8 Places of Myth and Legend ...

With our fast paced lifestyle, it is very possible to forget that there are corners of the earth that are trapped in time and very much considered to be places of myth. They might be fascinating towns and exotic destinations where the harsh hand of modern infrastructure has not yet found a way to or, they might be places of legend and mystical fame. Here are 8 Places of Myth and Legend.

1. El Dorado, Colombia

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Legend has it that tucked far away, deep in the heart of the Amazon jungle, there was a golden city just waiting to be discovered. Spanish explorers arrived on the shores of Colombia in the 1500s, and all but destroyed the lush South American Amazon forests in Venezuela, Peru and Guyana during the following 200 years in their quest for El Dorado. Needless to say, this is one of the places of myth that remains exactly that. It has not yet been found, which almost makes you think that the β€˜β€™Golden One’’ was able to retreat from those conquistadors considered to not be worthy.

2. Zanzibar, Tanzania

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Zanzibar itself is somewhat of an enigma, with rich stories of the spice trade, gold, wood, slave, and ivory trade creating the wealth in the Tanzanian country between the 12th and 15th century. Fables out of scenes from the Tales of the Arabian nights come alive when you think of the legendary clove plantations and the Sultan of Oman, who did indeed move here to Zanzibar with no less than 100 concubines and eunuchs .

3. Ys, France

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The mythical city of Ys was built for none other than Celtic Princess Dahut, who wanted a city by the sea. Her father, King Gradlon, obliged. In order to keep out the very high waves, he built a massive channel around it with a grass gate, and only the King held the key to the entrance. Legend has it that the princess took a new lover every night, and killed him afterwards, until a demon persuaded her to steal the key, open the gate and flood the city, where everyone died except the King. The flooded city is now underneath the bay in Douarnenez in Brittany.

4. Valley of the Kings, Egypt

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Today one of Egypt’s top mystical attractions, the Valley of the Kings, is found on the Nile River, and is the home to the final resting place of all of Egypt’s Pharaohs. Archaeologists have found more than 60 individual chambers to date, complete with adorned statues, mummies in gilded sarcophagi, and a curse said to fall on anyone who tries to mess with the graves. These elaborate tombs were impressed into the hills of the valley between 1500 and 1000 BC.

5. Karakorum, Mongolia

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Once the home of Genghis Khan, who arrived here in Karakorum in the middle of the 13th Century only to start taking over large parts of the world, the Mongol capital was also known as the Empire of the Steppe. Some 30 years later the city was destroyed and many of the original gates and great walls have been moved and incorporated into the Erdene Zuu monastery nearby. Here you can see more than 100 stupas and the long, rigid white walls. It’s easy to see from the massive remains why it is among the places of legend associated with the Mongol Emperors.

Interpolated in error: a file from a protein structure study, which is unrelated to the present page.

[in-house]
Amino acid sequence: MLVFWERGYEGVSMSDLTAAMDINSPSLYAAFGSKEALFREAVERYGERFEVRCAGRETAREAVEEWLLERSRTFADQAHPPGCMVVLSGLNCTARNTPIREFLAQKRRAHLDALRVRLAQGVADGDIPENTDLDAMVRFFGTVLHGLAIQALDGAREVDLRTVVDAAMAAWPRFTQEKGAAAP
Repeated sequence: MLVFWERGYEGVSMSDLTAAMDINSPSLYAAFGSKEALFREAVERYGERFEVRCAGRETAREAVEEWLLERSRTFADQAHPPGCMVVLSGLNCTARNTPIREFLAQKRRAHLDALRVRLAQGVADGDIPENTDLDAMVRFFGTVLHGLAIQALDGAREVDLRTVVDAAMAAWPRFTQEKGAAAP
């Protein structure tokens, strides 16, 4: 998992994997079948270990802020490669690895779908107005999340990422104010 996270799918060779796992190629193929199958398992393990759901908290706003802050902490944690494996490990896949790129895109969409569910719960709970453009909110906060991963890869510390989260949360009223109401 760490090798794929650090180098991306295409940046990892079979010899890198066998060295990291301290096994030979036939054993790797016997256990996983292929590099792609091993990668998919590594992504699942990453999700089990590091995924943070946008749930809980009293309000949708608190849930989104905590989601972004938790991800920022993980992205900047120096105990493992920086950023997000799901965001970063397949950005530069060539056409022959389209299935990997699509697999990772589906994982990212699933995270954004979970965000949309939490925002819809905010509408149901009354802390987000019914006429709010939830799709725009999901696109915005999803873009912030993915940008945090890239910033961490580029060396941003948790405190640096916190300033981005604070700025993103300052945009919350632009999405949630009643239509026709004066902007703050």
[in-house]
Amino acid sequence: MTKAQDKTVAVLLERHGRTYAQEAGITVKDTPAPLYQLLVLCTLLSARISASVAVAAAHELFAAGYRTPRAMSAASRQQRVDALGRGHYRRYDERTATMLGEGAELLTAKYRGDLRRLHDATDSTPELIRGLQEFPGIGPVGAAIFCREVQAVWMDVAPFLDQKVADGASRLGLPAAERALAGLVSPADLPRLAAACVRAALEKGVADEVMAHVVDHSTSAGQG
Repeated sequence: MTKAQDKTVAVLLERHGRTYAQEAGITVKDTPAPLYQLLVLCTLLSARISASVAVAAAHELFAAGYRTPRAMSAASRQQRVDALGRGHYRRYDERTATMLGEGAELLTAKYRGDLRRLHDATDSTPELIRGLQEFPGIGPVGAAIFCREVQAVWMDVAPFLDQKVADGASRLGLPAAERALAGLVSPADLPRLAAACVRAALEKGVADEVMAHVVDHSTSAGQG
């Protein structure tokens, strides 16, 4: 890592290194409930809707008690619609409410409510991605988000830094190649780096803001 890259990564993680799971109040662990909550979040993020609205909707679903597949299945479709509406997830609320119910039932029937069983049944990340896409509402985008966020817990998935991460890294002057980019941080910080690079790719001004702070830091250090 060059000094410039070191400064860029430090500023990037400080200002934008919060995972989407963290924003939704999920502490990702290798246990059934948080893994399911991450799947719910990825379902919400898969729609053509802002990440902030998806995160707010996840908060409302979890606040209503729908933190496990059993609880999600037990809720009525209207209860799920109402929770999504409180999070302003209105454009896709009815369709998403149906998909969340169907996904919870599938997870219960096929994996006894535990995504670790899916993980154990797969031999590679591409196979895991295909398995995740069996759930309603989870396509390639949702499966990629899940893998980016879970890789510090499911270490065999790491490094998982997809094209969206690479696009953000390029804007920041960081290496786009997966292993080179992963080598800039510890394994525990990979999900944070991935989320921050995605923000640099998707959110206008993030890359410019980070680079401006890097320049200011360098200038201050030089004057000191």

6. Troy, Turkey

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For those who find legendary places fascinating, Troy has got to be one of the top choices to see in the world. Seeped in real history with some fable and mystery, the lines between fact and fiction are still seriously blurred today. Troy contains some of the most incredible ruins and historic sites, dating back from ancient Anatolia to what is now modern day Turkey. One of the most interesting places to visit is Truva in the northwestern section, filled with temples and ruins.

7. Timbuktu, Mali

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When people refer to a place that is somewhere in the back of beyond, Timbuktu is the byword that has become popular with this analogy. Once a grand and opulent city in the 15th century, heaving with wealthy merchants, camels and salt caravans, the city gained a name for itself as being the gateway to one of the richest trade routes between Western Africa and the Mediterranean. Trading in gold, ivory, salt and slaves through harsh weather conditions and soul destroying isolation, Timbuktu today still has salt caravans passing though.

8. Carthage, Tunisia

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Tunisia has some amazing sights (it is also a major movie shooting location) and is one of those places shrouded in mystery and fascination – none more so than Carthage. Carthage was a thriving city and famed nemesis of Rome during the 3rd century BC. However, the reign of the β€˜β€™Shining City’’ didn’t last forever, and eventually the Romans swooped in and made the city their own. Today, when people visit the ruins of the once great city of Carthage, there is a vast number of Roman houses, cisterns, baths and basilicas that dominate the landscape.

People from around the world have always had a fascination with mythical places and legendary cities. If you could see any one, anywhere from around the world, which one of these 8 Places of Myth and Legend, or indeed others, would you choose?

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